A straightforward approach to asset allocation

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The Capital Asset Pricing Model and the Markowitz approach to portfolio optimisation have become dominant influences on the investment management industry.

An edifice of statistical measures of portfolio performance and asset allocation has been built on these approaches. As a result, those charged with overseeing the asset allocation decisions and performance results of fund managers often find themselves overwhelmed by a barrage of data.

Pity the poor pension fund trustee faced with sheets full of alpha, beta, tracking error, Sharpe and information ratios and constrained optimisation parameters. Understandably, the reaction to this has been to look for simpler methods of guiding asset allocation. Of course, no one would want simplicity to compromise performance. But one straightforward approach – the Kelly Optimisation model – has merit both as a method for appraising the asset allocation decisions of fund managers and deciding broad asset allocation guidelines.

The Kelly Optimisation model* links the proportion of a fund allocated to any particular asset to the conviction the fund manager has in the outperformance of that asset. The rule is that the proportion invested in any asset (x per cent) should be related to the probability of its outperformance (p) : x = (2p-1).

Take two examples. First, a UK fund manager is benchmarked against the FTSE All Share index. His concern is to beat that index so the proportion allocated to individual stocks will depend on their perceived probability of outperformance relative to that index.

Suppose the fund manager thinks that Vodafone is likely to perform in line with the index – neither outperform nor underperform. It is a 50:50 bet. So p equals 50 per cent and the proportion of the fund allocated to it is precisely zero. Note that the method explicitly rules out holding a stock that is expected to perform in line with the market or underperform. There is no room in this system for holding stocks just to reduce tracking error relative to a benchmark.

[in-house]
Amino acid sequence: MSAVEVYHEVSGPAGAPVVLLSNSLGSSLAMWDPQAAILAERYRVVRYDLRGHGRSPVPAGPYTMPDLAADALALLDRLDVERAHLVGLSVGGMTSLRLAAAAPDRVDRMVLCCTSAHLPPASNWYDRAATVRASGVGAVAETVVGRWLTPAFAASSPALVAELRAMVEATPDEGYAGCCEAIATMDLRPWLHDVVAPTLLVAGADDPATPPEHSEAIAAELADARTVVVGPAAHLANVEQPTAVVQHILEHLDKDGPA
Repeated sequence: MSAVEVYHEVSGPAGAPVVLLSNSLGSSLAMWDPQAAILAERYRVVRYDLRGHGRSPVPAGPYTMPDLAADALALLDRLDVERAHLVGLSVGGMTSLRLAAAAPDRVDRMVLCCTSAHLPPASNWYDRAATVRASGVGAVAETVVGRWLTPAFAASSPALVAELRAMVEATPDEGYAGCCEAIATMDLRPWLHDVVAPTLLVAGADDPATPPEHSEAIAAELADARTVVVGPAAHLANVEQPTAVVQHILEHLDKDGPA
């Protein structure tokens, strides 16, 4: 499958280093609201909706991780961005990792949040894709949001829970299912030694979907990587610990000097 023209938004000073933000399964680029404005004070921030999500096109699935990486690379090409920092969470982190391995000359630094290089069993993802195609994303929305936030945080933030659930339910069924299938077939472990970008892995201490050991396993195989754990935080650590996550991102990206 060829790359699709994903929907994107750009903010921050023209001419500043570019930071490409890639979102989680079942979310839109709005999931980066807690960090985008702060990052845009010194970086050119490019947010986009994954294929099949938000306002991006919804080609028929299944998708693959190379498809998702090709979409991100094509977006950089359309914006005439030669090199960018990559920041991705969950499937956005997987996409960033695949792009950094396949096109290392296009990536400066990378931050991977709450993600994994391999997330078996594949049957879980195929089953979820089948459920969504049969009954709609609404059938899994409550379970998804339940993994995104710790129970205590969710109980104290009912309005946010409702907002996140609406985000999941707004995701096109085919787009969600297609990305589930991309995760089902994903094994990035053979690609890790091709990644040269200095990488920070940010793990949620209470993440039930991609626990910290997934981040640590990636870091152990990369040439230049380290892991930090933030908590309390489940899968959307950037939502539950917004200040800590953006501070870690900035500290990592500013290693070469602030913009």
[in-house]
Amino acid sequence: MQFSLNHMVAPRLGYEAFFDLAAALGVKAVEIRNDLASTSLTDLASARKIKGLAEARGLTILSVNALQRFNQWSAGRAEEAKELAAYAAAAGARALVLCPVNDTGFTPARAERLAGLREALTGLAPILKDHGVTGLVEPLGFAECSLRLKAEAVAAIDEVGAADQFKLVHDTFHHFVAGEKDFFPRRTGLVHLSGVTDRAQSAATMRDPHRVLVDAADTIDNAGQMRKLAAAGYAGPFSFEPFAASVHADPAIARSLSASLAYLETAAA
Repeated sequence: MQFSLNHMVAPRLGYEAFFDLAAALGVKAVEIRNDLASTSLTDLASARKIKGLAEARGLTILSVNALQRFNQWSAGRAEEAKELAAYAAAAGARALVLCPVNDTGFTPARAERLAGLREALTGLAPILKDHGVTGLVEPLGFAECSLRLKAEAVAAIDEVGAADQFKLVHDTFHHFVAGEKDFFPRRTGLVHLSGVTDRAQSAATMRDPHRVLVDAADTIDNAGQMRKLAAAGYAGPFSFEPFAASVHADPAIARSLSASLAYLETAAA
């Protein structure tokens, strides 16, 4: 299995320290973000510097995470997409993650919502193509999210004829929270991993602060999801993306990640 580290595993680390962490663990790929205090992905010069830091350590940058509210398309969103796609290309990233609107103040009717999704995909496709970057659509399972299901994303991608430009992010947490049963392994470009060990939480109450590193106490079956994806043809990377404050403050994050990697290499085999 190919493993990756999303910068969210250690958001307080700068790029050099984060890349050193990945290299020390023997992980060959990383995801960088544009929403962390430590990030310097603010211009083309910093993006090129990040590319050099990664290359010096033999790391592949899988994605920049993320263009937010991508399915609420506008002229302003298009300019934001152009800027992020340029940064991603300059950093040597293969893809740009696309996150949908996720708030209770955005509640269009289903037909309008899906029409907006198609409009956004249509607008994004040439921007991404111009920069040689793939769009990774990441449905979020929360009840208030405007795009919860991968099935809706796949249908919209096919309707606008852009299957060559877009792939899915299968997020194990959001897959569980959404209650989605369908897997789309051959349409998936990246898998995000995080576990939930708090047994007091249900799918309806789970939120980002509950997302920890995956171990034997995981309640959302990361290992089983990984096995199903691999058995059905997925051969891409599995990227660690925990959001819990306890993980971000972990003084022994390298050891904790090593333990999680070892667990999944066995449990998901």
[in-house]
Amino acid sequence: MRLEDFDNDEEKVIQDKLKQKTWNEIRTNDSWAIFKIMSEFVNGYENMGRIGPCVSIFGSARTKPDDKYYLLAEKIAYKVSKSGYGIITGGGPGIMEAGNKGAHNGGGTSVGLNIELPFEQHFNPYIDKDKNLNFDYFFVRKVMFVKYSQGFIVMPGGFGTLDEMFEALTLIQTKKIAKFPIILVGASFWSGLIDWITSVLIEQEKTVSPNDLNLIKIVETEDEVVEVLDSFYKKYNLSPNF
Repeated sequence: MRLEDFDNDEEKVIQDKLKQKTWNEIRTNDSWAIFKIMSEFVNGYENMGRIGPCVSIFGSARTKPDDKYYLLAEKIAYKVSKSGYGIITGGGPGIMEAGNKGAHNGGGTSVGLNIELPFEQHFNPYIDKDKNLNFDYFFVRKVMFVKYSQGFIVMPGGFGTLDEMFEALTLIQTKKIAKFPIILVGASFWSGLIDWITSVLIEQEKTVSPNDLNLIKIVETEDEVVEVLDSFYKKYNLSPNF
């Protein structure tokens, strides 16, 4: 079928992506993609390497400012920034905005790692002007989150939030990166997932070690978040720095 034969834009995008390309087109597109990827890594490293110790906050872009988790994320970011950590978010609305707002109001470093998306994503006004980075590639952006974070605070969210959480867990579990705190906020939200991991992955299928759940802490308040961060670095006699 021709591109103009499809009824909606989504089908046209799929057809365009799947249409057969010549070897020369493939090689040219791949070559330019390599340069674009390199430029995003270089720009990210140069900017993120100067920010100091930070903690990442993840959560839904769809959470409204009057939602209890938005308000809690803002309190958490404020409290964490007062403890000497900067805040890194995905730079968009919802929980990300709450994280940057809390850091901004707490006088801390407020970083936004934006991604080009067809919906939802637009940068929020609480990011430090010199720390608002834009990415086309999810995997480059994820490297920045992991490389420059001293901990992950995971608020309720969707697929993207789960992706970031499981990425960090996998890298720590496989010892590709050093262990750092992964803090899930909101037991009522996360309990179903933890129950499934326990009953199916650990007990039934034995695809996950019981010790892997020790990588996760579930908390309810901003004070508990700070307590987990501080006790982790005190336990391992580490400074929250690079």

Take a stock with a better chance of outperforming, say BP. Suppose the odds of BP outperforming are judged as somewhat higher – say 55 per cent. Then the allocation to BP should be 55 per cent x 2 -1, so 10 per cent.

The strength of the manager’s conviction will determine his asset allocation. That conviction will depend on the fund manager’s perception of a company’s fundamental strengths and whether these are properly reflected in the market’s current valuation. Only stocks that are undervalued relative to their fundamentals will have a place in the manager’s portfolio.

This approach to asset allocation suggests that if a fund manager is extremely bullish on a large number of stocks the total asset allocation could come to more than 100 per cent. That suggests there should be scope for using leverage (borrowing to buy stock). Implicitly, it lends support to the case for the type of leveraged exposure used by, for example, hedge funds and private equity.

The approach can also be used by asset allocation committees and pension fund trustees as a simple approach to guiding broad asset allocation – say between geographic regions and/or sectors.

The issue then becomes which region is likely to produce better or worse performance than an appropriate benchmark. The approach can easily use a liability-driven investment type benchmark and the issue then becomes the degree of conviction in outperforming that benchmark.

The approach is easy, simple and focuses attention on the really important issues in asset allocation: namely, the extent to which potential assets for inclusion in a portfolio are appropriately valued. It would help asset allocation decision makers focus on the real fundamentals.

Paul Temperton is director of the FT Portfolio Management Academy, which runs in London from Monday July 16 to Tuesday July 24 2007. See www.ftknowledge.com/pma

*The original source is J.L. Kelly “ A New Interpretation of Information Rate” Bell System Technical Journal Vol 35 number 3, July 1956, but the approach was discussed, in particular, by Robert Hagstrom in “The Essential Buffet” (Wiley, 2001)

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